South Africa initially imposed an alcohol ban in response to the coronavirus pandemic on March 27, then lifted it on June 1. However, it was then reimposed without notice on July 12. In re-instating the ban, the government said the move was 'reflective of an increased number of trauma cases seen in hospitals' - which affects the capacity to deal with COVID-19 cases.
But the alcohol industry questions the effectiveness of a ban on the fight against coronavirus; while pointing out the economic impact both at home and abroad.
'Dire economic consequences for the entire supply and distribution chain'
The South African economy has already lost an estimated R13bn in direct capital investments with South African Breweries, Heineken, and Consol Glass all halting their capital expansion projects last week due to the ban, according to the South African alcohol industry.
It says the focus of the South African government should now be on reviving the sector as quickly as possible, having called for a more targeted approach in dealing with the problems of alcohol misuse than a full ban.
“The fact that the South African Medical Research Council is also calling for a lifting of the blanket ban on alcohol sales confirms our belief that there are better and more sustainable alternatives to the ban,” said South African alcohol industry spokesperson Sibani Mngadi (representing the National Liquor Traders Council, South African Liquor Brandowners Association (SALBA), the Beer Association of South Africa (BASA), Vinpro, the National Liquor Traders Council, and manufacturers among others)
spiritsEurope, the body representing Europe’s spirits sector, says the ban is having a ‘devastating impact’ on businesses in South Africa. It is also being keenly felt by the European industry: South Africa is the prime export destination for European spirits in Africa, with exports amounting to €255m in 2019.
spiritsEurope says that there is no clear evidence available on the efficiency of such a measure in South Africa in the COVID-19 context - but the ban has given rise to a ‘sharp increase in illicit consumption and trade accompanied by high-risk behavior and rising criminality rates’.
“During the first ban, 476 liquor outlet robberies were reported," says spiritsEurope. "It is expected to take years and considerable financial resources to curb the illicit trend and bring back consumers into the legal system.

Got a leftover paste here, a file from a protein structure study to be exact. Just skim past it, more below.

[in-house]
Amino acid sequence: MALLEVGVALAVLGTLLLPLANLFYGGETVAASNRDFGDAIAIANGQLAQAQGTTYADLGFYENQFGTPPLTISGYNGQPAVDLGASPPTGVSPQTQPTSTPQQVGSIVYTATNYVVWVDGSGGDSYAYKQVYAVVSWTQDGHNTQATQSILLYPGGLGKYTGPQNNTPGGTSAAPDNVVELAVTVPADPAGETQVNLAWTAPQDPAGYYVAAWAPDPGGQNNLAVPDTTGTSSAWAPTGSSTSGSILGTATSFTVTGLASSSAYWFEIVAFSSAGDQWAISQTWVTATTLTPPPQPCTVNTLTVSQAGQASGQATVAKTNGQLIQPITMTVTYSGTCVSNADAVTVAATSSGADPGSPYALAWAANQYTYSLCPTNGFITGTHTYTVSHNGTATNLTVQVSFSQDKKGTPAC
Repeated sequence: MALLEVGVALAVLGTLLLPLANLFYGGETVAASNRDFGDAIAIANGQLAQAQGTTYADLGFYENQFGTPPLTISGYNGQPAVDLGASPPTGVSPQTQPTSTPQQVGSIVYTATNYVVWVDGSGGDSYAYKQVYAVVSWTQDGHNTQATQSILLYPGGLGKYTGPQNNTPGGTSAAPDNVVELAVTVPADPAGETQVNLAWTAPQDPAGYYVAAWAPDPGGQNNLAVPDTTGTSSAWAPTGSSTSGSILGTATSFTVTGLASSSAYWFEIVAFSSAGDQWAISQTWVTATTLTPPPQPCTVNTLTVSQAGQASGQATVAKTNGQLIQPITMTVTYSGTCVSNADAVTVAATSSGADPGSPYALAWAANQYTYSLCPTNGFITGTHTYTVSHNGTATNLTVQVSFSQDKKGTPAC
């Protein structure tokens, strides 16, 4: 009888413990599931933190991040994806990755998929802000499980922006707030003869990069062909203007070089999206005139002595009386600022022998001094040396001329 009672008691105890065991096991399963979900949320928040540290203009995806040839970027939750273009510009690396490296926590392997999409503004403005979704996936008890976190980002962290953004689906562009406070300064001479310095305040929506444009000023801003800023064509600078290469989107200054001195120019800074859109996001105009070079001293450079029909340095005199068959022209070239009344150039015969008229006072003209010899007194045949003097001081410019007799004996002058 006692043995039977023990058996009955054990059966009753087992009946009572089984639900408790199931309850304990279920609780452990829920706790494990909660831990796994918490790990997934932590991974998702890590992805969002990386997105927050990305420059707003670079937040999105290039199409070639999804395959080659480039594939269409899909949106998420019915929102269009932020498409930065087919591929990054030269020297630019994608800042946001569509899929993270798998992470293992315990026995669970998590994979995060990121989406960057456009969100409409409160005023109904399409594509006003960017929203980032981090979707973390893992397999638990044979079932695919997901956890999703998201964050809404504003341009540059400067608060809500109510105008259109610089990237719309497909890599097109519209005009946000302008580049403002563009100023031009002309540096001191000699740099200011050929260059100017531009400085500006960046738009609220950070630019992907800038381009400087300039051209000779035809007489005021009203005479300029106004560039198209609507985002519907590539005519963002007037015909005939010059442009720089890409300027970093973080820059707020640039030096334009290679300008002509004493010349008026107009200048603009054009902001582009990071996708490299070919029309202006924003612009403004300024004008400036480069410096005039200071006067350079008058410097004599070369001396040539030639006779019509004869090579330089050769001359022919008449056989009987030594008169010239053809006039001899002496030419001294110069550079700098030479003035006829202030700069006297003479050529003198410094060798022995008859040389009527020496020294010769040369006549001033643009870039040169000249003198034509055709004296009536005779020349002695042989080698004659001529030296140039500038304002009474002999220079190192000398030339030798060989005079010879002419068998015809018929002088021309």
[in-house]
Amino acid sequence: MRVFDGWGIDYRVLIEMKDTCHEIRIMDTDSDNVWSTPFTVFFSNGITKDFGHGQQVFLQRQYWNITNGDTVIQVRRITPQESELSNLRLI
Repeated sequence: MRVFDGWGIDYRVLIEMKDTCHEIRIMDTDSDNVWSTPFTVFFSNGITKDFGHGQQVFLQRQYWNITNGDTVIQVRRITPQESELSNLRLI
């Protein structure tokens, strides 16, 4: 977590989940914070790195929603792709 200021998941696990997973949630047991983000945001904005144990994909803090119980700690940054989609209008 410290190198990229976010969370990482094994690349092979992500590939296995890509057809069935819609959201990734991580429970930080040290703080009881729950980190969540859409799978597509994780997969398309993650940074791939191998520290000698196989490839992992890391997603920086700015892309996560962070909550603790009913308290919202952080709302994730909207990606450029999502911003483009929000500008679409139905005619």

“The ban also has dire economic consequences for the entire supply and distribution chain, hurting smallholder farmers who produce grains and grapes, as well as distributors and sector workers. The total loss in taxes (excl. excise tax) for the first ban was R13.9bn. Assuming an additional 9-week ban will increase the potential loss to between R23.8bn.”
Constraints on international trade
In terms of international trade, the EU is SA’s biggest trading partner, while South Africa is the prime export destination for European spirits in Africa.
The Economic Partnership Agreement signed between the two parties in 2016 allows for export of 110 million litres of South African wines duty-free into the EU region. In return, the EU exports mainly spirit products into Southern Africa.
This trade is now constrained due to the extended ban on alcohol sales.
spiritsEurope says the “ban rips away all the benefits from the Economic Partnership Agreement between the EU and South Africa at a time when we should actually find ways to deepen our trading relations to support each other’s recovery processes.”
Banning sales also means halting imports of European spirits; while South Africa continues to export particularly wine.
Ulrich Adam, Director General of spiritsEUROPE, said: “Our member companies operating in South Africa are deeply concerned about the uncertainty of current trading conditions. The lack of clarity on whether and when the ban might be lifted makes business planning impossible. We therefore need a clear and reliable timeline.”
The South African alcohol industry says it notes the concerns raised by spiritsEUROPE and says it is important for the South African government to consider the overall effect of the ban when deciding on the next steps in response to COVID-19.
Sibani Mngadi, spokesperson for the South African alcohol industry, said: “With progress being made in the health response to the pandemic, it is critical for the Government to limit further the negative impact of the ban in the local economy and on our international obligations as a country.”